A Road Less Taken: Energy Choices for the Future

This week Fairewinds' compares the paradigm of 20th century large nuclear power plants to the new 21st century paradigm utilizing smaller interconnected renewable sources of power in what is called distributed generation.  Significant advances in digital equipment and computers, like cell phones and cloud computing, are creating a new energy future using diverse sources of power that are less expensive and have a smaller environmental footprint.  View "A Road Less Taken: Energy Choices for the Future", Arnie's presentation last week at Vermont's Johnson State College.

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NWJ: Welcome to the Fairewinds Energy Education Podcast. Today’s podcast features Arnie Gundersen’s presentation A Road Less Taken: Energy Choices for our Future. This presentation was given at Johnson State University in Johnson, Vermont, to a group of students, some of whom are considering careers in the sciences.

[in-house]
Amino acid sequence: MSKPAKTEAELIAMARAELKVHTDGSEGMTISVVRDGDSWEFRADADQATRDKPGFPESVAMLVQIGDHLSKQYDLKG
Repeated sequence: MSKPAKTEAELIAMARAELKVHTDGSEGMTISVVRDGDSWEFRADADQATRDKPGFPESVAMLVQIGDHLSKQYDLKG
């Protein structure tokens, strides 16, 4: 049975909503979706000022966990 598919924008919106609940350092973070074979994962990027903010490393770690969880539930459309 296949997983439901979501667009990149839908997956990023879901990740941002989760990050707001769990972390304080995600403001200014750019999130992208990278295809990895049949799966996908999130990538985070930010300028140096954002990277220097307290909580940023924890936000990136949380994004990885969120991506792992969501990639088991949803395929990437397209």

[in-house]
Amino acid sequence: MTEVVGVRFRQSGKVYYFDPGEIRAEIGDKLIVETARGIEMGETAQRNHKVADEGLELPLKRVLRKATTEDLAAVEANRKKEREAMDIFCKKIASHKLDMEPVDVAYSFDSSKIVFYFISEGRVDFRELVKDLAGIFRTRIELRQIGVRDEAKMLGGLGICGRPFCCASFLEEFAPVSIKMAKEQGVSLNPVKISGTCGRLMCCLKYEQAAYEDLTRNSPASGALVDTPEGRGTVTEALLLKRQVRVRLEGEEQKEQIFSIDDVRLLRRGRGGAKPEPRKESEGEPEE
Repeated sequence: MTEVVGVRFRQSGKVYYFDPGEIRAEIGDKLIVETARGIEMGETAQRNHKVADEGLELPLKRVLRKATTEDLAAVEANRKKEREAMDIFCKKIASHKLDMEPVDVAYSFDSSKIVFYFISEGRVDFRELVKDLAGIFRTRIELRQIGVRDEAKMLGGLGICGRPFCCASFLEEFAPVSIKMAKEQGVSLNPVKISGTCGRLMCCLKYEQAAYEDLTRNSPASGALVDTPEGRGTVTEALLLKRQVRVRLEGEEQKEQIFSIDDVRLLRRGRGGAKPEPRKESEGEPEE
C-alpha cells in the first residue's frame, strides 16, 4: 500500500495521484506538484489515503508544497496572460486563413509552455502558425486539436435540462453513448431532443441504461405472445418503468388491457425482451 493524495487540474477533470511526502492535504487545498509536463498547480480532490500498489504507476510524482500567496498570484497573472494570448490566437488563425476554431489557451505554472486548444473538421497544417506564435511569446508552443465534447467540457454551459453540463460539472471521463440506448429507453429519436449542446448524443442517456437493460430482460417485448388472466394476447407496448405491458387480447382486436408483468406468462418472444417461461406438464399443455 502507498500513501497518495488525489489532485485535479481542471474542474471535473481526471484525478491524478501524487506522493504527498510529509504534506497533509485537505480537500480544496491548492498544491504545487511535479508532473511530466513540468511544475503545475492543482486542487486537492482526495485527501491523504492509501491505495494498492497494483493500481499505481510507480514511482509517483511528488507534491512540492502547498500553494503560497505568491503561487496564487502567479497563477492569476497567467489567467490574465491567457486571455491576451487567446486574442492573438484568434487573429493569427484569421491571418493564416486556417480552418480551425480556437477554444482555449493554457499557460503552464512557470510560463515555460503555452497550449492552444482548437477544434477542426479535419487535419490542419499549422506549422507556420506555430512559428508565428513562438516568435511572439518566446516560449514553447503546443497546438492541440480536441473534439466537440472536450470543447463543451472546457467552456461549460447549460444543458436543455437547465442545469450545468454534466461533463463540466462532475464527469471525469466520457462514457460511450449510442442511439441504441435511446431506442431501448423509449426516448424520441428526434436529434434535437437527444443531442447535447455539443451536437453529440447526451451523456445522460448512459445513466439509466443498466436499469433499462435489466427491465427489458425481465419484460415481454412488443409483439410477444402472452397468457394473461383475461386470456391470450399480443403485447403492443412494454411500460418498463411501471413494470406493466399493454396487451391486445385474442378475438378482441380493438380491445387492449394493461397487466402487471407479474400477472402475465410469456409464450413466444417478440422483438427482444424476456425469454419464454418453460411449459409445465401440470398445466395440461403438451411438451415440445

AG: ...for coming. I’m Arnie Gundersen, and for those who are taking notes, there’s an “e” in Gundersen and there’s an “e” in Fairewinds. A couple of things before I start here. A lot of the Fairewinds crew is here with us. Nat, the videographer is here and Samantha over in the corner. We’re giving away some free book marks if you sign up for our list. And in the back of the room is my wife, Maggie. She’s the creative force that our web presence and the strategy for Fairewinds is hers. And of course, Les is on our board. So there’s – you have 5 of 10 probably people that are actively involved, in the room right now. Okay. Les asked me to speak a little bit about my background. But the speech today is about the transition that America is facing and the world is facing in the 21st Century. And I really think Robert Frost’s poem really touches on that really well. “I shall be telling this with a sigh somewhere in ages and ages hence. Two roads diverged in a wood, and I – I took the one less traveled by. And that has made all the difference.” Well, we’re at a junction like that right now. This is the United States right now. We’re right there at that Y in the road. And we have an energy choice to make. And this presentation is a little bit about what your future will be that’s different than what my future was. Okay, a little bit about my background, as Les said.